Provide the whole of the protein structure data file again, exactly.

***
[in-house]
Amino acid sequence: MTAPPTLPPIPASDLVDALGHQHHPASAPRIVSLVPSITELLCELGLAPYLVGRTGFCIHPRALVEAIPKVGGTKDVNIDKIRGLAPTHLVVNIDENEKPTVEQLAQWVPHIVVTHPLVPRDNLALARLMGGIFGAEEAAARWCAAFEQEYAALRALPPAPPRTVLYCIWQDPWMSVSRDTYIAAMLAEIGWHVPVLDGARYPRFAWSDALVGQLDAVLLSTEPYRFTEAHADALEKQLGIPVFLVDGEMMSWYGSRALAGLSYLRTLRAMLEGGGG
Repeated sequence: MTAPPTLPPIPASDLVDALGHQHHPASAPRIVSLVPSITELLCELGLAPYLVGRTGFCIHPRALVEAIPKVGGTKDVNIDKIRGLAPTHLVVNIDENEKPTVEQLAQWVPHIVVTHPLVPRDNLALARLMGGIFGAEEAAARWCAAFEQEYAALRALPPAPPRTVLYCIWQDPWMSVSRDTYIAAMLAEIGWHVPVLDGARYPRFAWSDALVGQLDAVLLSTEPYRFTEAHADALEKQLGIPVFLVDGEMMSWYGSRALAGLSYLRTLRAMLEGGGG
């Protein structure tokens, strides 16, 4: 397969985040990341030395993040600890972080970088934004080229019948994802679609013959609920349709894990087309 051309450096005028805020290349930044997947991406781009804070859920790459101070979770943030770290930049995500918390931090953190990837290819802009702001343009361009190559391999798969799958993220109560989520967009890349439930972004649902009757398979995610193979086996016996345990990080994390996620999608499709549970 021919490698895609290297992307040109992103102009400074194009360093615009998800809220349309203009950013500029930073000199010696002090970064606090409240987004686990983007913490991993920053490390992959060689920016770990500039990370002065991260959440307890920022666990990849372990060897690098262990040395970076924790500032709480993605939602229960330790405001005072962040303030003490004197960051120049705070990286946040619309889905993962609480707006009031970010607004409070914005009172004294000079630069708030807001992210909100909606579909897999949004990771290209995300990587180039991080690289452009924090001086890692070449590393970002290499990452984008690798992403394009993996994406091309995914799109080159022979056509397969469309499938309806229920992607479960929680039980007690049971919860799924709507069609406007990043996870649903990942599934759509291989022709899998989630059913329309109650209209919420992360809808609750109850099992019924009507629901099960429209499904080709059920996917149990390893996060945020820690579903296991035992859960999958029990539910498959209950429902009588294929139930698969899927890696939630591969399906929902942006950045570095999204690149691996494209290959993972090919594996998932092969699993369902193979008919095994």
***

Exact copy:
[in-house]
Amino acid sequence: MTAPPTLPPIPASDLVDALGHQHHPASAPRIVSLVPSITELLCELGLAPYLVGRTGFCIHPRALVEAIPKVGGTKDVNIDKIRGLAPTHLVVNIDENEKPTVEQLAQWVPHIVVTHPLVPRDNLALARLMGGIFGAEEAAARWCAAFEQEYAALRALPPAPPRTVLYCIWQDPWMSVSRDTYIAAMLAEIGWHVPVLDGARYPRFAWSDALVGQLDAVLLSTEPYRFTEAHADALEKQLGIPVFLVDGEMMSWYGSRALAGLSYLRTLRAMLEGGGG
Repeated sequence: MTAPPTLPPIPASDLVDALGHQHHPASAPRIVSLVPSITELLCELGLAPYLVGRTGFCIHPRALVEAIPKVGGTKDVNIDKIRGLAPTHLVVNIDENEKPTVEQLAQWVPHIVVTHPLVPRDNLALARLMGGIFGAEEAAARWCAAFEQEYAALRALPPAPPRTVLYCIWQDPWMSVSRDTYIAAMLAEIGWHVPVLDGARYPRFAWSDALVGQLDAVLLSTEPYRFTEAHADALEKQLGIPVFLVDGEMMSWYGSRALAGLSYLRTLRAMLEGGGG
């Protein structure tokens, strides 16, 4: 397969985040990341030395993040600890972080970088934004080229019948994802679609013959609920349709894990087309 051309450096005028805020290349930044997947991406781009804070859920790459101070979770943030770290930049995500918390931090953190990837290819802009702001343009361009190559391999798969799958993220109560989520967009890349439930972004649902009757398979995610193979086996016996345990990080994390996620999608499709549970 021919490698895609290297992307040109992103102009400074194009360093615009998800809220349309203009950013500029930073000199010696002090970064606090409240987004686990983007913490991993920053490390992959060689920016770990500039990370002065991260959440307890920022666990990849372990060897690098262990040395970076924790500032709480993605939602229960330790405001005072962040303030003490004197960051120049705070990286946040619309889905993962609480707006009031970010607004409070914005009172004294000079630069708030807001992210909100909606579909897999949004990771290209995300990587180039991080690289452009924090001086890692070449590393970002290499990452984008690798992403394009993996994406091309995914799109080159022979056509397969469309499938309806229920992607479960929680039980007690049971919860799924709507069609406007990043996870649903990942599934759509291989022709899998989630059913329309109650209209919420992360809808609750109850099992019924009507629901099960429209499904080709059920996917149990390893996060945020820690579903296991035992859960999958029990539910498959209950429902009588294929139930698969899927890696939630591969399906929902942006950045570095999204690149691996494209290959993972090919594996998932092969699993369902193979008919095994």